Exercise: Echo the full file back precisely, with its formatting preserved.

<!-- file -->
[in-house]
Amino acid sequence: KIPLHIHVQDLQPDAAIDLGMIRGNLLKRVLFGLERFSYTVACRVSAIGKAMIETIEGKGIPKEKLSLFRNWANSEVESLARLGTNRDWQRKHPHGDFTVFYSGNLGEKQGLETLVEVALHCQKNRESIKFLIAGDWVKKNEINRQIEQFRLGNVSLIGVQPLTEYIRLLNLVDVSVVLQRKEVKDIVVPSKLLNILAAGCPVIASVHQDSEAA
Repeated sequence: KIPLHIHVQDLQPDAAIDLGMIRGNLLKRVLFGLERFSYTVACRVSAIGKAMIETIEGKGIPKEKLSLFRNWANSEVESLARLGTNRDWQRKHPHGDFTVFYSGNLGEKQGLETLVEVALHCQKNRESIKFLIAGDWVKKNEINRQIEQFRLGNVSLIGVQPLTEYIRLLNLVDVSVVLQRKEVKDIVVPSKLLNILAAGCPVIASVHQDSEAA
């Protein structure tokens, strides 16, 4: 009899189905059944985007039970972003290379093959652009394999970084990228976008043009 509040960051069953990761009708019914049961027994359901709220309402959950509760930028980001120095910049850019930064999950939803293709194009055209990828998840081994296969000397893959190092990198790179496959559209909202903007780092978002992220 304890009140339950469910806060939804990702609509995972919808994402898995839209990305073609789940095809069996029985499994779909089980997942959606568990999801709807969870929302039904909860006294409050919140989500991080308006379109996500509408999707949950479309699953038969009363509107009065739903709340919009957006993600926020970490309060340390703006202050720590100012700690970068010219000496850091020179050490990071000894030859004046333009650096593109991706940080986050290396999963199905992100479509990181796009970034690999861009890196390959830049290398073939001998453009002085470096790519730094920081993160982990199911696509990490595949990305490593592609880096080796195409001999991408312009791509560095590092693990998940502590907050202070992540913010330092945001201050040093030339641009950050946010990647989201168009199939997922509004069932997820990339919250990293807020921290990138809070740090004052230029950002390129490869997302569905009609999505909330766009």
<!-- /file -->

[in-house]
Amino acid sequence: KIPLHIHVQDLQPDAAIDLGMIRGNLLKRVLFGLERFSYTVACRVSAIGKAMIETIEGKGIPKEKLSLFRNWANSEVESLARLGTNRDWQRKHPHGDFTVFYSGNLGEKQGLETLVEVALHCQKNRESIKFLIAGDWVKKNEINRQIEQFRLGNVSLIGVQPLTEYIRLLNLVDVSVVLQRKEVKDIVVPSKLLNILAAGCPVIASVHQDSEAA
Repeated sequence: KIPLHIHVQDLQPDAAIDLGMIRGNLLKRVLFGLERFSYTVACRVSAIGKAMIETIEGKGIPKEKLSLFRNWANSEVESLARLGTNRDWQRKHPHGDFTVFYSGNLGEKQGLETLVEVALHCQKNRESIKFLIAGDWVKKNEINRQIEQFRLGNVSLIGVQPLTEYIRLLNLVDVSVVLQRKEVKDIVVPSKLLNILAAGCPVIASVHQDSEAA
């Protein structure tokens, strides 16, 4: 009899189905059944985007039970972003290379093959652009394999970084990228976008043009 509040960051069953990761009708019914049961027994359901709220309402959950509760930028980001120095910049850019930064999950939803293709194009055209990828998840081994296969000397893959190092990198790179496959559209909202903007780092978002992220 304890009140339950469910806060939804990702609509995972919808994402898995839209990305073609789940095809069996029985499994779909089980997942959606568990999801709807969870929302039904909860006294409050919140989500991080308006379109996500509408999707949950479309699953038969009363509107009065739903709340919009957006993600926020970490309060340390703006202050720590100012700690970068010219000496850091020179050490990071000894030859004046333009650096593109991706940080986050290396999963199905992100479509990181796009970034690999861009890196390959830049290398073939001998453009002085470096790519730094920081993160982990199911696509990490595949990305490593592609880096080796195409001999991408312009791509560095590092693990998940502590907050202070992540913010330092945001201050040093030339641009950050946010990647989201168009199939997922509004069932997820990339919250990293807020921290990138809070740090004052230029950002390129490869997302569905009609999505909330766009």